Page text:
Rent-to-own firm BrightHouse has agreed to pay out £14.8 million in redress to 249,000 customers after the financial watchdog found that it did not act as a “responsible lender”.
The compensation is linked to 384,000 customer lending agreements which “may not have been affordable” and payments “which should have been refunded”, the Financial Conduct Authority (FCA) said.
BrightHouse, which provides household goods to customers on hire purchase agreements, has been working with the FCA since 2014 after the watchdog identified the firm’s lending assessment and collections processes fell short of its expectations.
The FCA said that the group “did not always deliver good outcomes for customers, particularly those who were at a higher risk of falling into financial difficulty”. BrightHouse has “identified customers that may have been treated unfairly where its processes fell short of FCA expectations” and has committed to “putting things right” for these customers.
Where it is determined that customers were not assessed properly at the outset of the loan and may have had difficulty making payments, and providing they handed back the goods, BrightHouse will be paid back the interest and fees charged under the agreement, plus compensatory interest of 8 per cent.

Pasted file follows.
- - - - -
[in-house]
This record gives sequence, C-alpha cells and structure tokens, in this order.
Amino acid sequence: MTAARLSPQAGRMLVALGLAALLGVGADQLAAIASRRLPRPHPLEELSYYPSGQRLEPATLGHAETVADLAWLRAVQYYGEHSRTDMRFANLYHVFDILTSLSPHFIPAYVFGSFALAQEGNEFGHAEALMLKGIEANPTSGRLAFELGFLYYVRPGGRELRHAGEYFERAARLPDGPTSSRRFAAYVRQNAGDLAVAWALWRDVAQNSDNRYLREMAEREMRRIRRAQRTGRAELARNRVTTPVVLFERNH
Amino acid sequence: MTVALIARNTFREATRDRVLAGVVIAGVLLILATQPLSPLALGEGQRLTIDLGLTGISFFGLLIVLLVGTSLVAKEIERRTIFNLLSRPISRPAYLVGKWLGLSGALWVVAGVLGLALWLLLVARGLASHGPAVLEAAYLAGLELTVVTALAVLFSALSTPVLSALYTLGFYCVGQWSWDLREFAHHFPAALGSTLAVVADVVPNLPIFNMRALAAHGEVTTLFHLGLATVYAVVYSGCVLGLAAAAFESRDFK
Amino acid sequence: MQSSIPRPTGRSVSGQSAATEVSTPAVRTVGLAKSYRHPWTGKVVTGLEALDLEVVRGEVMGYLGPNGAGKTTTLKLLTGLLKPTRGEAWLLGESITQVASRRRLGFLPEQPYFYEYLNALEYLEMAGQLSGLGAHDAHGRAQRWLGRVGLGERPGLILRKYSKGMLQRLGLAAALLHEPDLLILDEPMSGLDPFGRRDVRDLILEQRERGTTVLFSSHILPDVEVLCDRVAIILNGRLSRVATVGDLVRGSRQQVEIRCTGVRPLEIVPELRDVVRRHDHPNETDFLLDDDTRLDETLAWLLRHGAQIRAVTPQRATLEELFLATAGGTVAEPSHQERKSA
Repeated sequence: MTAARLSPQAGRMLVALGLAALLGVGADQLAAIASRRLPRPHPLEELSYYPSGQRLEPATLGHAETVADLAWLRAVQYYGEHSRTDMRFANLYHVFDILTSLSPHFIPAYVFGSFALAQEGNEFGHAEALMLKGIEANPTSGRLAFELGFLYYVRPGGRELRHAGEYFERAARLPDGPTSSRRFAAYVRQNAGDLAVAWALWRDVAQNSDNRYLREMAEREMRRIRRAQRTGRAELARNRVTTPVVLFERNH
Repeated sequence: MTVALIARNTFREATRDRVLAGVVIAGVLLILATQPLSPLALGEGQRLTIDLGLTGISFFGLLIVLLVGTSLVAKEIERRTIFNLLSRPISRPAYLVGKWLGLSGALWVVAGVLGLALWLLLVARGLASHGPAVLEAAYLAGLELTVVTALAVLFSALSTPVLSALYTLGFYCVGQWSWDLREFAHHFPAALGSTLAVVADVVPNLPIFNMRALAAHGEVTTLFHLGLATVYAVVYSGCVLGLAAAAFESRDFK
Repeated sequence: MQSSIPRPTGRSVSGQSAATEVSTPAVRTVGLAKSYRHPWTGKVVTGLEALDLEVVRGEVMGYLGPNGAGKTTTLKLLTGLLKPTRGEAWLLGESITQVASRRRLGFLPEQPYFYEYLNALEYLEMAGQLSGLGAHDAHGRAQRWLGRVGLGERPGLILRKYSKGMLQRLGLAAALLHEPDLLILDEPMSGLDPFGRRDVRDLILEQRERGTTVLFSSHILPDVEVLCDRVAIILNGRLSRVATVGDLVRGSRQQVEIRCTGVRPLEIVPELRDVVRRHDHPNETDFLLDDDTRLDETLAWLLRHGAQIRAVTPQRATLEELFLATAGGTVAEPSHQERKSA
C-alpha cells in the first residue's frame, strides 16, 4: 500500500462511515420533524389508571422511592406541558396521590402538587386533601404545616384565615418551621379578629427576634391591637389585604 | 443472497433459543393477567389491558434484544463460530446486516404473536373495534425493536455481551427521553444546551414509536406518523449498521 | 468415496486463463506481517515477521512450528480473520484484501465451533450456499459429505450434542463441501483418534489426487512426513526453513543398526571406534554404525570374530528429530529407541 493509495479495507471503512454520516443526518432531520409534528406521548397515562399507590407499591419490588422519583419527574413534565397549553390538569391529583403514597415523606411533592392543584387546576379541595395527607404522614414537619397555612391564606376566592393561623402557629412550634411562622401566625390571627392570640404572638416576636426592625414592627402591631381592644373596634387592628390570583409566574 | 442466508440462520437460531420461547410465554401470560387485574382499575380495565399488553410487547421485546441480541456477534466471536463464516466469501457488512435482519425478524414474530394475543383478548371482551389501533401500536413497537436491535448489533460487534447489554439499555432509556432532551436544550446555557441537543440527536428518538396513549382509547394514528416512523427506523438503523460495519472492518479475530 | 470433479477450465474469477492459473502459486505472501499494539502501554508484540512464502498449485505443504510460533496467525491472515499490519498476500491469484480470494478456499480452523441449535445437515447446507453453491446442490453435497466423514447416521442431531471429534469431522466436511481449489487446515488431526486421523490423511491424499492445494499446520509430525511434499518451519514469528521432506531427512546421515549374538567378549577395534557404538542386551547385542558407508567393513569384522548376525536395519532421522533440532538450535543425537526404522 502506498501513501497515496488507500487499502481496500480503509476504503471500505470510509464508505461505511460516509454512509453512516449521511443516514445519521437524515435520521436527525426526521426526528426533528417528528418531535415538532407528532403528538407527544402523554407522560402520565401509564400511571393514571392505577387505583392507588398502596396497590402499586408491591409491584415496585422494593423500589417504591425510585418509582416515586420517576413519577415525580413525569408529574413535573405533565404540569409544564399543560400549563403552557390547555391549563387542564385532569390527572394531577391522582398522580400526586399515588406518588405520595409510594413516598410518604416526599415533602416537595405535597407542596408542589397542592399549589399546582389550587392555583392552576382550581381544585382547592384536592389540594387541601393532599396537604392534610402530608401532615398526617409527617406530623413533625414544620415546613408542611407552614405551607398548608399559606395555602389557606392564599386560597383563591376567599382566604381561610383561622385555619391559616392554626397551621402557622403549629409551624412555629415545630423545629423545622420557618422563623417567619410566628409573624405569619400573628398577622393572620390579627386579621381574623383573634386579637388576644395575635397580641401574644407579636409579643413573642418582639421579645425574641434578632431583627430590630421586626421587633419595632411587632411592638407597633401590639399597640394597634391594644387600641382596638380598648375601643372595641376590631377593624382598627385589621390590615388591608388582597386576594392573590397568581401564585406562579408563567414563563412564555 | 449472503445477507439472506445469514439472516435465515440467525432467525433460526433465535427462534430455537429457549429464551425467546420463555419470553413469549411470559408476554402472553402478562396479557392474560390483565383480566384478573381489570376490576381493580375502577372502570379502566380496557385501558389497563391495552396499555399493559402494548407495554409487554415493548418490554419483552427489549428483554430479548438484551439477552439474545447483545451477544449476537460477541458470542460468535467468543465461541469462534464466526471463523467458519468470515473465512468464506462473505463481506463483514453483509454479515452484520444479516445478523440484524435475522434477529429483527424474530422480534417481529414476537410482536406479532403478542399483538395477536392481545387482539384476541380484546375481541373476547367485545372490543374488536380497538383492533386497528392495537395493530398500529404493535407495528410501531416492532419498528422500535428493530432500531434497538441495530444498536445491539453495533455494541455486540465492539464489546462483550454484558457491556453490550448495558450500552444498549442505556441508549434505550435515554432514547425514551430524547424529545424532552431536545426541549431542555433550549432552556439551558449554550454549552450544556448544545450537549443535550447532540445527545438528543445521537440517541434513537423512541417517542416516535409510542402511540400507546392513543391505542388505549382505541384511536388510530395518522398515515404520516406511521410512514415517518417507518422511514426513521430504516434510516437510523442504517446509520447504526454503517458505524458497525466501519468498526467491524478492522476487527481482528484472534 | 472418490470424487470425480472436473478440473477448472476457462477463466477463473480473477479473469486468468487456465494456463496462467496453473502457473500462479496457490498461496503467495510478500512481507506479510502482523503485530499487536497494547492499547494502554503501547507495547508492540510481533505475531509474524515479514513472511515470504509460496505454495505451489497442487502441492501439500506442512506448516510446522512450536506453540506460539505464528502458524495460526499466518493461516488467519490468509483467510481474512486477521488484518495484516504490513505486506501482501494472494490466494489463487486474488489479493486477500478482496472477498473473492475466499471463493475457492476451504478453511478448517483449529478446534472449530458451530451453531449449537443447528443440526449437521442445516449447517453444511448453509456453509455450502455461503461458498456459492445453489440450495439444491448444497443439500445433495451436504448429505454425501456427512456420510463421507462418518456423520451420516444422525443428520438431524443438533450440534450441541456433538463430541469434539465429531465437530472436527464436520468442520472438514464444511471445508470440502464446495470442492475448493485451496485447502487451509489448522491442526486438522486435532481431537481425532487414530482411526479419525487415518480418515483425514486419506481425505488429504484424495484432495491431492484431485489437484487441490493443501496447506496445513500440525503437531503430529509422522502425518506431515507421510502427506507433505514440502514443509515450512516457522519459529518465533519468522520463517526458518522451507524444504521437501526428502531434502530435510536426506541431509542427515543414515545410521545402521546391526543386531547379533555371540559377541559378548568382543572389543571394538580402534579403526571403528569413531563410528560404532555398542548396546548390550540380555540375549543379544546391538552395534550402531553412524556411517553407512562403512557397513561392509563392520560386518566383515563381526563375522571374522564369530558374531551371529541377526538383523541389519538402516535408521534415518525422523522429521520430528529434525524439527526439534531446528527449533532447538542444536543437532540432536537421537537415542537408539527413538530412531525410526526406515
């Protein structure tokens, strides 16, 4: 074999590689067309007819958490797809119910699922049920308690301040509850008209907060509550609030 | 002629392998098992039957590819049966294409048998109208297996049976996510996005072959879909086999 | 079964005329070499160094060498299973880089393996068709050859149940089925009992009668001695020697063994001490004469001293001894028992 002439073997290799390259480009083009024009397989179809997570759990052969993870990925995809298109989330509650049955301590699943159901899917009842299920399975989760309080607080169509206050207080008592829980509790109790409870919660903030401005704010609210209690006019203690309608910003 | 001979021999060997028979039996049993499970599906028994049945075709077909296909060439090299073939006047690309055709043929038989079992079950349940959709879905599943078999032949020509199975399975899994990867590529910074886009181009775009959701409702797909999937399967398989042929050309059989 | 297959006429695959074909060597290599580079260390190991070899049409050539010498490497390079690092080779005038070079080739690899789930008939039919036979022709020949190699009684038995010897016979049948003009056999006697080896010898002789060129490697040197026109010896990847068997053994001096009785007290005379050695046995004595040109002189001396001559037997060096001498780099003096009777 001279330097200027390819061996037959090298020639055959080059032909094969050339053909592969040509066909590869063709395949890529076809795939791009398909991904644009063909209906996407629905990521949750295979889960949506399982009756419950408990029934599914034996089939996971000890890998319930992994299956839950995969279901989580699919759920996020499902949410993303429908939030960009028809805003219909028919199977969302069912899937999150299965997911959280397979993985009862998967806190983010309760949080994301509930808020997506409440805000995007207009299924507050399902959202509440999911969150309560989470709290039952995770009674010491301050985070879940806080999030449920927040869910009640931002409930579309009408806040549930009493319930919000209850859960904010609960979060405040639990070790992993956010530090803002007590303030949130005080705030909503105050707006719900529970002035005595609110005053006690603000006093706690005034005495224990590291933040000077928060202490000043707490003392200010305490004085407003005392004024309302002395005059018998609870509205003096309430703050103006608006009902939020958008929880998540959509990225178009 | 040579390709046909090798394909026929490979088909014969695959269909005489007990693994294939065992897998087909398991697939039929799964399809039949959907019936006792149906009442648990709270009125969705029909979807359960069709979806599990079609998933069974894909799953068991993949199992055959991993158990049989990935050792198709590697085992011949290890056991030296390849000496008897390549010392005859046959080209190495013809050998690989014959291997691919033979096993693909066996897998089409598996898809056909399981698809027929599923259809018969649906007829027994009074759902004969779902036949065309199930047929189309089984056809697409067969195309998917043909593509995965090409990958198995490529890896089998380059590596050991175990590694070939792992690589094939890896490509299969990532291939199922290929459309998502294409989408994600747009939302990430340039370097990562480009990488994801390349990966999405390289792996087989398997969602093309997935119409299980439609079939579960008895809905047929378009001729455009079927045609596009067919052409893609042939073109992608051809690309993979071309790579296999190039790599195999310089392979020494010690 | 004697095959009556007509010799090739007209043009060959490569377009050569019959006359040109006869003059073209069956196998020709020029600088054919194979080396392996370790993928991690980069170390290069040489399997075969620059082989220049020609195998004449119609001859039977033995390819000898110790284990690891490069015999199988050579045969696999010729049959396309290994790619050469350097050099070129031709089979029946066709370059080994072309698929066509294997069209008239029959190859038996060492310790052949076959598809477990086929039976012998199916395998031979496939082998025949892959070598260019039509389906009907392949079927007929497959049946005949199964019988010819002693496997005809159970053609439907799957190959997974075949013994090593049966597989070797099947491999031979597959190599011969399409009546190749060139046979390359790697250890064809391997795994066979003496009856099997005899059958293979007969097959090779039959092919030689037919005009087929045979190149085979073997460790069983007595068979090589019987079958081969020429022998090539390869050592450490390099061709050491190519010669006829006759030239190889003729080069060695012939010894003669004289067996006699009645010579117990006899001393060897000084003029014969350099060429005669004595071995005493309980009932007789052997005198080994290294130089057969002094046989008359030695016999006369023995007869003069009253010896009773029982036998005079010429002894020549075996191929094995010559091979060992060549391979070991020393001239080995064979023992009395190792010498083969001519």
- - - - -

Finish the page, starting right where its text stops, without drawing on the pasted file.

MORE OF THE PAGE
Customers who retained the goods will have their balances written off. This part of the redress totals around £10.1m for 114,000 agreements entered into between 1 April 2014 and 30 September 2016, covering 81,000 customers.
Those customers who made the first payment due under an agreement with the firm which was cancelled prior to the delivery of the goods will be refunded by BrightHouse plus receive compensatory interest of 8 per cent. This redress totals around £4.7m for 270,000 agreements entered into after 1 April 2010 covering 181,000 customers.
BrightHouse will write to all affected customers, some of whom are affected by both sets of circumstances, to explain the refund or balance adjustment that they will receive.
The FCA said BrightHouse has improved its lending application assessment to ensure that loans are affordable and customers are treated fairly during the collections process, including revising its late payment fee structure.
Jonathan Davidson of the FCA, said: “Responsible lending and the fair treatment of consumers, especially those in financial difficulties or who are vulnerable, are key priorities for us.”